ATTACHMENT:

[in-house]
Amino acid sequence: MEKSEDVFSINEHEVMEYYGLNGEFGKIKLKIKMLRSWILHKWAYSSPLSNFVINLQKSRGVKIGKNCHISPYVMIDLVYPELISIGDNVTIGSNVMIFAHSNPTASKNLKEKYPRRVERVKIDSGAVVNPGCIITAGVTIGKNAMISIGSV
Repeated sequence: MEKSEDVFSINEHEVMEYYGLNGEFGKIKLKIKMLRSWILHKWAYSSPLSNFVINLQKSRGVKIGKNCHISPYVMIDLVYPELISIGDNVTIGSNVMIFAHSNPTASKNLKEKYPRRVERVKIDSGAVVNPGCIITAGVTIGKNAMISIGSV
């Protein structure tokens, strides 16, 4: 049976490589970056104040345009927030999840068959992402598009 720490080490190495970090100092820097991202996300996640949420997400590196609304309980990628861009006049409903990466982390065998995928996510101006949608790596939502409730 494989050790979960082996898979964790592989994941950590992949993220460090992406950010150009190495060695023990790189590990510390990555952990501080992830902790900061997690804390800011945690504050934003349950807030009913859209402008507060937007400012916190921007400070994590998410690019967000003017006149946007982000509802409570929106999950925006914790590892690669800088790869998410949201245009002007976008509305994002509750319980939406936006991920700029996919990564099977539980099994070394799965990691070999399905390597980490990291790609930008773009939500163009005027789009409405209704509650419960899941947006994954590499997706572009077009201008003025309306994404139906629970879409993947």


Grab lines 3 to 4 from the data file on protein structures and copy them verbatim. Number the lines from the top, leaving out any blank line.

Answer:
Repeated sequence: MEKSEDVFSINEHEVMEYYGLNGEFGKIKLKIKMLRSWILHKWAYSSPLSNFVINLQKSRGVKIGKNCHISPYVMIDLVYPELISIGDNVTIGSNVMIFAHSNPTASKNLKEKYPRRVERVKIDSGAVVNPGCIITAGVTIGKNAMISIGSV
């Protein structure tokens, strides 16, 4: 049976490589970056104040345009927030999840068959992402598009 720490080490190495970090100092820097991202996300996640949420997400590196609304309980990628861009006049409903990466982390065998995928996510101006949608790596939502409730 494989050790979960082996898979964790592989994941950590992949993220460090992406950010150009190495060695023990790189590990510390990555952990501080992830902790900061997690804390800011945690504050934003349950807030009913859209402008507060937007400012916190921007400070994590998410690019967000003017006149946007982000509802409570929106999950925006914790590892690669800088790869998410949201245009002007976008509305994002509750319980939406936006991920700029996919990564099977539980099994070394799965990691070999399905390597980490990291790609930008773009939500163009005027789009409405209704509650419960899941947006994954590499997706572009077009201008003025309306994404139906629970879409993947």